- The Northern Province (Tlingit, Haida, Tsimshian, and the Haida)
- The Wakashan Province (Kwakiutl, the Bella Coola, and the Nuu-chah-nulth)
- The Coast Salish-Chinook Province (Makah, Chinook, Tillamook, and the Siuslaw)
- The Northwestern California Province (Athabaskan-speaking Tututni-Tolowa, the Karok, Yurok, Wiyot, and Hupa)
These tribes, due to their proximity to the ocean, were mainly fishing and gathering tribes, but they had unique and complex cultures. The tribes were known for their huge boats created from cedar or spruce trees that could hold up to 30 people and were used to hunt otters, salmon and even occasionally whales! Many of the Northwestern Coastal tribes used totem poles to show status or to honor ancestors. Many tribes still practice this form of art today. The Chinook and Tillamook civilizations, which were from modern-day Oregon, were two of the most advanced Native American societies to exist during the pre-Columbian era because they had settled into permanent villages rather than remaining nomadic. Because of their location permanence, they were able to assign groups to jobs based on skill as well as develop a complex belief system and culture. Because these tribes were wealthy and flourishing, they often held potlatches, which were lavish feasts where chiefs often gave away or destroyed valuables as a sign of wealth and prestige.
Great Plains Tribes
The Great Plains Tribes lived in the interior plains of North America. These tribes were:
- Gros Ventre
- Plains Apache
- Plains Cree
- Plains Ojibwe
- Santee Dakota
- Yankton Dakota
The Great Plains tribes were mainly nomadic, following buffalo herds for hunting and food. They were among the first societies on this continent to master horse-back riding in order to hunt better and move faster. The plains Native Americans used all parts of the buffalo so that nothing went to waste. They would eat the meat and use the skin and organs to create shelter, clothing and even storage bags. The bones were used for tools or jewelry. Occasionally, some of the tribes participated in agriculture but they were mainly gatherers. Many of the tribes that lived in this area, such as the Sioux Indian Tribe actually originated in the Mississippi river valley and migrated to the plains for food and climate opportunities. The name "Sioux" was actually given to them by their enemies, but they traditionally call themselves the Dakota, Nakota, and Lakota people.
While Native American societies flourished before colonization, that all changed with the entrance of European settlers in 1492 and then later with the first Settlement in the 16th Century. European colonization can be defined as a time when Europeans came to America and settled on the land, imposing themselves on the Natives who lived there already. European culture was vastly different than Native American culture and due to this, Europeans often called the Natives "savages" casting them in a negative light. Almost immediately, there was warfare between the two groups as the Europeans attempted to assimilate the Natives into European culture as well as lay claim to their land. However, there are also many accounts of settlers and Natives trading with each other for fur, food, or weapons. Unfortunately, these settlers brought viruses and germs with them that were unfamiliar to the Native Americans and they proved to be deadly to nearly 90% of the Native population between 1492 and 1600. Deaths of Native Americans due to these germs were estimated to be 55 million.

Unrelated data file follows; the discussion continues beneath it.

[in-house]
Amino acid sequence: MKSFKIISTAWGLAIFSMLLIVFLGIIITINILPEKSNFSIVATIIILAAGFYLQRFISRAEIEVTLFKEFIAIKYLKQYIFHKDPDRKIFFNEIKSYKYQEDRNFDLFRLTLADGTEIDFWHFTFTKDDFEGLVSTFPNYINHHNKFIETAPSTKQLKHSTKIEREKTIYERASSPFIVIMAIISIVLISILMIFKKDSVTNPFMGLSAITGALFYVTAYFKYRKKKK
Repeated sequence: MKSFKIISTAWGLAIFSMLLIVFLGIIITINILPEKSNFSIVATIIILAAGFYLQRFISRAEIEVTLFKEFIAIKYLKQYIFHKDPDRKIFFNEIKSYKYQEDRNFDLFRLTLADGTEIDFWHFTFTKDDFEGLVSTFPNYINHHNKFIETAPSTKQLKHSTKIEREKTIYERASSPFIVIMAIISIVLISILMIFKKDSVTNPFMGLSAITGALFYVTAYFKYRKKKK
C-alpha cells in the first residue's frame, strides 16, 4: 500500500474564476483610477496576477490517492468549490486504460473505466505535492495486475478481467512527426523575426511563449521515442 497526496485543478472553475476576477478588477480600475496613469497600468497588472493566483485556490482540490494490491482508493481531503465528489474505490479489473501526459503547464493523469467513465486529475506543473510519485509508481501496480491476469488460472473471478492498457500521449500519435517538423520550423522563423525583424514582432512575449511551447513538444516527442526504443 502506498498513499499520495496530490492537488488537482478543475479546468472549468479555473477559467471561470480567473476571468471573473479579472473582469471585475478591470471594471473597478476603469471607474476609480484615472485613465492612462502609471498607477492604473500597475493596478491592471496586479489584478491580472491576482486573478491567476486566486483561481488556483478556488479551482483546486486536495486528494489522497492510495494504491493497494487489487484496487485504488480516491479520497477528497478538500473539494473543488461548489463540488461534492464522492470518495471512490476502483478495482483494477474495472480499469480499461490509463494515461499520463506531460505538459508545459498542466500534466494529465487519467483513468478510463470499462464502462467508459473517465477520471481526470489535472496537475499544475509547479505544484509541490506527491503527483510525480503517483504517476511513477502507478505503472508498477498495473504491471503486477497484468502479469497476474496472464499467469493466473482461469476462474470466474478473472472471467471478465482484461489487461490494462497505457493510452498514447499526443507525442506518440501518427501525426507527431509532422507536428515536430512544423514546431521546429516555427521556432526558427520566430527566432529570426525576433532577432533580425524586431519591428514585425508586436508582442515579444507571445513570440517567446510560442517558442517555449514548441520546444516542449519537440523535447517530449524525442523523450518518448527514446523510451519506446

During the Pre-Columbian era, meaning the time before European colonization, Native Americans thrived all over North America. Their beliefs, culture, knowledge and history is still relevant to our society today. They can be divided by geographical area into subsections such as Northwestern Coastal, Southwest, Northeast, Southeast, and the Great Plains. The Northwestern Coastal Native Americans were skilled fisherman and artists, creating many beautiful totem poles that still exist today. They were among the first natives to create permanent civilizations and often held potlatches, which were lavish feasts as a show of wealth and prestige by the chief. The Southwest Native Americans were a nomadic people who created intricate irrigation systems in order to farm. They are famed for their sandstone architecture which is often carved into the side of canyons. The Northeastern Tribes were mainly agrarian as well and migrated with the change in seasons. They also often hunted deer. The Southeastern Tribes were often referred to as the "Civilized tribes" as they were the most interested in participating in European economy and culture. However, they had a rich culture and were famed for their beadwork and basket-weaving as well as their pottery and beautiful arrowheads. The Great Plains Natives were a nomadic group, following herds of buffalo for food and supplies. They were also skilled horseback-riders. Unfortunately, this period of growth and cultivation came to an end with the entrance of European colonizers in the 16th century. Europeans brought germs and diseases which Native Americans did not have the immunity to fight and by 1600, it is estimated that 90% of the Native population had died. However, there are still many thriving tribes that still exist in North America today.
To unlock this lesson you must be a Study.com Member.
Create your account
What was pre Columbian Native American life like?
Pre-Columbian American life was mainly agrarian, focused on farming and hunting. It was naturalistic and the people were often nomadic, moving with the seasons and food.
What does pre Columbian refer to?
Pre-Columbian refers to a time before European influence. Before 1492 when Columbus landed in North America, it is believed that no Europeans had been in the Americas, so this period is referred to as pre-Columbian.
Who settled in America first?
Native Americans settled and lived in America first. While it is unclear exactly when Native Americans moved onto the North American Continent, they were the first people to settle there.
Register to view this lesson
Unlock Your Education
See for yourself why 30 million people use Study.com
Become a Study.com member and start learning now.Become a Member
Already a member? Log InBack
Resources created by teachers for teachers
I would definitely recommend Study.com to my colleagues. It’s like a teacher waved a magic wand and did the work for me. I feel like it’s a lifeline.